Variety is reporting that Kloves is in talks with Warner Bros. to write and direct the Mary Parent produced adaptation of William Landay's legal thriller novel Defending Jacob. Compared to novels Presumed Innocent and Ordinary People, the story is set in an upperclass Boston suburb, and follows a district attorney who takes time away from his job in order to defend his son, who’s been charged with murder. Apparently, he’s less than certain over just how innocent his son is. Sounds like a pretty major conflict of interest on this case, but one that likely makes for an interesting story.
As a fan of the Harry Potter series, I should admit - knowing this likely puts me in the minority - while Order of the Phoenix was not among my favorite of the books in the series, the film proved to be one of my favorites in terms of how the story was adapted. Of course, Phoenix happens to be the one film in the series that Kloves didn’t write (Michael Goldenberg penned that screenplay). With that said, all of the films were great and given the rich world Rowling created, with increasingly complex character history and development as the series went on, adapting those books to a regular-length film that did the story justice was not likely to be an easy task. Kloves’ experience on those films may help him in adapting Landay’s novel. As for directing, his experience with that is limited to two films (Flesh and Bone and The Fabulous Baker Boys) years ago. Assuming this deal goes through, it should be interesting to see how he does not only in converting the novel to a screenplay but then getting to direct.”
Source: Courthouse News
#screenwriting #film #legal
“A screenwriter-director asked a state judge to rule that a vote ousting him from a film project is invalid, as is the contract to find much-needed financing that endorsed his removal.
The complaint, filed by Tennyson Bardwell and his Daydreamer Films LLC, comes less than a month after the two were named as defendants in a separate, related case.
Common to both lawsuits in Schenectady County Supreme Court is an attempt to make an $8 million feature movie from “Dancehall,” a murder-mystery set in the Adirondack Mountains of Upstate New York.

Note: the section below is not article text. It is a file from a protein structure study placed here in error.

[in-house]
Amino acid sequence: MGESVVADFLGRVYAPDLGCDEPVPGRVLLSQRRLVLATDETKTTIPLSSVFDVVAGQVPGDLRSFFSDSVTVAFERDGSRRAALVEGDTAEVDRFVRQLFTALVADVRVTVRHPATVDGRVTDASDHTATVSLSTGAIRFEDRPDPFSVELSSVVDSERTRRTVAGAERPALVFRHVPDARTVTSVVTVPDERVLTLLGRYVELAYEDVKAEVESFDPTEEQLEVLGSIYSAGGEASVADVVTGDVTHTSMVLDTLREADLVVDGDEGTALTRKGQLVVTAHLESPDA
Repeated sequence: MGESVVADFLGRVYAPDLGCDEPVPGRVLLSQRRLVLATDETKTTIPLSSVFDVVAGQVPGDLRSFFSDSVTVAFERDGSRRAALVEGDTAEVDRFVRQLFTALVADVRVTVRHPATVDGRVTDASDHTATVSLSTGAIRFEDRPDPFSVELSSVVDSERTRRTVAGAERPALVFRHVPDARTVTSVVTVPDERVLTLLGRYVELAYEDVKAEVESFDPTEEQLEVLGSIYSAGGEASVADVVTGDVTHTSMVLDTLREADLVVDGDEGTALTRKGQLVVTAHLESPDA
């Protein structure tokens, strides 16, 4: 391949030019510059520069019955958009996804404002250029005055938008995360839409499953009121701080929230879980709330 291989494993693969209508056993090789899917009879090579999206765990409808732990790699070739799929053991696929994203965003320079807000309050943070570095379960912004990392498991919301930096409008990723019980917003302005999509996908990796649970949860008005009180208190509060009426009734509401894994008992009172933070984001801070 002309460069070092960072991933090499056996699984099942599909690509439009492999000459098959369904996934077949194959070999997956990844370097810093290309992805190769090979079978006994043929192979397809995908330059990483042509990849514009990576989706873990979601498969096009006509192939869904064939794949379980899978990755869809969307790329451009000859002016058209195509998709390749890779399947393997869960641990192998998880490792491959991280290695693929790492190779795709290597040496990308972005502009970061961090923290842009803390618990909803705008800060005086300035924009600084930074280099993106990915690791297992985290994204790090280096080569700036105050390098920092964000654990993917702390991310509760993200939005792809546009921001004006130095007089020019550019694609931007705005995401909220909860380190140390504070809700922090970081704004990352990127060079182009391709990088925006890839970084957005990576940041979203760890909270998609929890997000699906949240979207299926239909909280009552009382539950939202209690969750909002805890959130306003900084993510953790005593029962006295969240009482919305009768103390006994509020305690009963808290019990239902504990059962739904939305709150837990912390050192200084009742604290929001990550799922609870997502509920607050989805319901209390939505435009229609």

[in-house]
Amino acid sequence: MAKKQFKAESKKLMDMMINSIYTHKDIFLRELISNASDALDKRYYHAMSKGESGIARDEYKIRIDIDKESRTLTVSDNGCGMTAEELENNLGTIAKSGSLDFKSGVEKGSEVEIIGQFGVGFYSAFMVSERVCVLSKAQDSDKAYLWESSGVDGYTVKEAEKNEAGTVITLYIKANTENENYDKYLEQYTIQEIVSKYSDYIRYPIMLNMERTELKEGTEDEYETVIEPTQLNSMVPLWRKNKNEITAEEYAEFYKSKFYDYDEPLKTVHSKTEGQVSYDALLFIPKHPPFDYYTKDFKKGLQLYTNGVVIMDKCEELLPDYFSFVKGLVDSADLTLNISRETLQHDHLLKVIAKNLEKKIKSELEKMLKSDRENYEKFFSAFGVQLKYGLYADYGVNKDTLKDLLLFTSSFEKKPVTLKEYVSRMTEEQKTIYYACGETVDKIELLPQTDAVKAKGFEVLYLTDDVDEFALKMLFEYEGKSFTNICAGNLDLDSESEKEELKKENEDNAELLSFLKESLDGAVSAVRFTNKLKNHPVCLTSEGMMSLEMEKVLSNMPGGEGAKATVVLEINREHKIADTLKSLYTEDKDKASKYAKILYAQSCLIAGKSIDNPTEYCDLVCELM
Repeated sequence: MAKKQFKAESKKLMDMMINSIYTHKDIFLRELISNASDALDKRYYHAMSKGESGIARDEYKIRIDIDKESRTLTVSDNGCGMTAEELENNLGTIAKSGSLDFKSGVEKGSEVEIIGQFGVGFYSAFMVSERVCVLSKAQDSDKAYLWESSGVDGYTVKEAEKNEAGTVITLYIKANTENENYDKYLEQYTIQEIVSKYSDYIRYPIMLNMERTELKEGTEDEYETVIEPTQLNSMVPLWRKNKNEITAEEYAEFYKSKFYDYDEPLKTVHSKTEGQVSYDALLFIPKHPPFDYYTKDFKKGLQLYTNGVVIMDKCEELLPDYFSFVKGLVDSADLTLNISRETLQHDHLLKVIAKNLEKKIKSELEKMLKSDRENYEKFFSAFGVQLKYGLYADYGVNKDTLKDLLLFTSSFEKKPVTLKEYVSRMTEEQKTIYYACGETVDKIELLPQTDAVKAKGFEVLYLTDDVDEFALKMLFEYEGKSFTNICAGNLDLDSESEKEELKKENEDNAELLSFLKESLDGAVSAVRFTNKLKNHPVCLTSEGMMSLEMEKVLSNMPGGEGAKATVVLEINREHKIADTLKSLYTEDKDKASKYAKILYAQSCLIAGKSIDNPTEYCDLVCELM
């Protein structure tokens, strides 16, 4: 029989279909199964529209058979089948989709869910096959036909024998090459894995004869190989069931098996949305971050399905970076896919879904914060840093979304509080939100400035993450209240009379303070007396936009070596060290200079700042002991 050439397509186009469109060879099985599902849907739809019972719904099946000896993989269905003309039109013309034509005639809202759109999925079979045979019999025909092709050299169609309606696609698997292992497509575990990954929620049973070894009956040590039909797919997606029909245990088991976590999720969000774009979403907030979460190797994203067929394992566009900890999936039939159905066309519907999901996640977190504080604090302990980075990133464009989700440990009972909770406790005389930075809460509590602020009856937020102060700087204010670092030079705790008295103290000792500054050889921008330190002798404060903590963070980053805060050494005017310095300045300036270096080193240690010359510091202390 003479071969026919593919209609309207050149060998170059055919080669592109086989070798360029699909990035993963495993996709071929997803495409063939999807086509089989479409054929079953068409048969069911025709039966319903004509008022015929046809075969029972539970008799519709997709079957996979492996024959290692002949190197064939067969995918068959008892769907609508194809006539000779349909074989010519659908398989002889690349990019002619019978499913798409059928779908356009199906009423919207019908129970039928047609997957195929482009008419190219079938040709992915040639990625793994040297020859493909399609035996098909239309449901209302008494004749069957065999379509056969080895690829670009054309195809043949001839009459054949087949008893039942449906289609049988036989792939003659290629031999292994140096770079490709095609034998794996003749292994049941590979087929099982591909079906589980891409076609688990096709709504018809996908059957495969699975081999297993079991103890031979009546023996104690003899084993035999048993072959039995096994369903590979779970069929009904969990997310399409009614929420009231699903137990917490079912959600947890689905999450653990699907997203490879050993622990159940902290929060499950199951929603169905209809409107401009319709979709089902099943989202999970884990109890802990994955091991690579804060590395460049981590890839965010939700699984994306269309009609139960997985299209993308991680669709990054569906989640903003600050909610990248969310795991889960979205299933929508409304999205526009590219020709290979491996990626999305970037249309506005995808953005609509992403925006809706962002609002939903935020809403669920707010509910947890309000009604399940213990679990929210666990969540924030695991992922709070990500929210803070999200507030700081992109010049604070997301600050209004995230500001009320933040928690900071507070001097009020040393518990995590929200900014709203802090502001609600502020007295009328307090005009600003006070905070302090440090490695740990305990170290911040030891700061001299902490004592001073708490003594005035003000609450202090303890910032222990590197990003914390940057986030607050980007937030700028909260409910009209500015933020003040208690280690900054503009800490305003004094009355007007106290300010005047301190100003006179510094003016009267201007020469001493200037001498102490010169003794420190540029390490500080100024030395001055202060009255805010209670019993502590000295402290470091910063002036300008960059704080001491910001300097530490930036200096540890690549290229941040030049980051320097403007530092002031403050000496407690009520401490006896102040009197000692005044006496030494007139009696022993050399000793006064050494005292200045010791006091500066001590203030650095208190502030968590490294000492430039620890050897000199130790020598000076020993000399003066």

Bardwell, a writer-director with two movies to his credit, created a screenplay from the book by local author Bernard Conners and delivered it in early 2010 to Dancehall LLC, a company formed to steer the project. Bardwell was one of three managing members of the company.
But after a contract promising $7.5 million to the movie fell apart, a group of Albany-area business executives that had pledged $1.1 million for development became concerned about their investment. They had one of their group, retired banker Daniel Hogarty, named as investment manager of the company in 2011, and Hogarty, voting with Edwin Graham, another managing member of Dancehall LLC, moved to oust Bardwell early this year, saying he stood in the way of new financing.
Dancehall LLC sued Bardwell and Daydreamer Films in early April, asking the state court to affirm the vote.
Bardwell and Daydreamer countersued, claiming the vote came “without proper notice, authority or cause.”
Named as defendants in the countersuit are Dancehall LLC; Graham and his Puddle Jumper Films LLC; and Hogarty, individually and as investment manager.
Bardwell claims in the countersuit that Hogarty, when he was named investment manager, was given “certain designated and limited powers set forth as negative covenants” - including that no agreements for a third party to help secure financing and no establishment of foreign or domestic distribution rights could be made without his consent.
These agreements “do not confer upon Hogarty the authority to vote on the removal of a voting manager of the company,” the complaint states.
That would make the Hogarty-Graham vote to remove Bardwell as managing member “unauthorized and void,” according to the complaint.
The countersuit also contends that when Graham signed an agreement in August 2011 to bring on Crescendo Capital Advisors LLC to help secure new financing for the film, he overstepped his authority as a managing member.
According to the complaint, Hogarty and the local investors had contacted Crescendo - unbeknownst to Bardwell - and hammered out an agreement that offered Crescendo a $250,000 up-front payment and another $250,000 once new financing was secured.
The countersuit contends the contract constituted a “significant matter” that required a unanimous vote of the three managing members of Dancehall LLC: Graham, Bardwell and Anne Marie Lizzi, who has worked with Bardwell as an editor.
The countersuit contends Lizzi was a managing member when the Crescendo contract was being negotiated. But Graham and Hogarty say she had relinquished that role a year earlier.
The lack of a unanimous vote on the contract “constitutes a breach” of Dancehall LLC’s operating rules, according to the complaint. “[W]ithout the necessary unanimous vote and agreement of the managers, it is invalid and subject to rescission.”
The countersuit contends that after the contract was signed, Crescendo began suggesting that “significant changes” to the management structure at Dancehall LLC “would have to be made purportedly in order to attract the interests of foreign investors to the picture.”
In October 2011, the complaint states, Hogarty advised Graham and Bardwell by letter of the changes, which required that they resign as managing members and become at-will employees of Dancehall LLC.
Graham, who originally was to be………”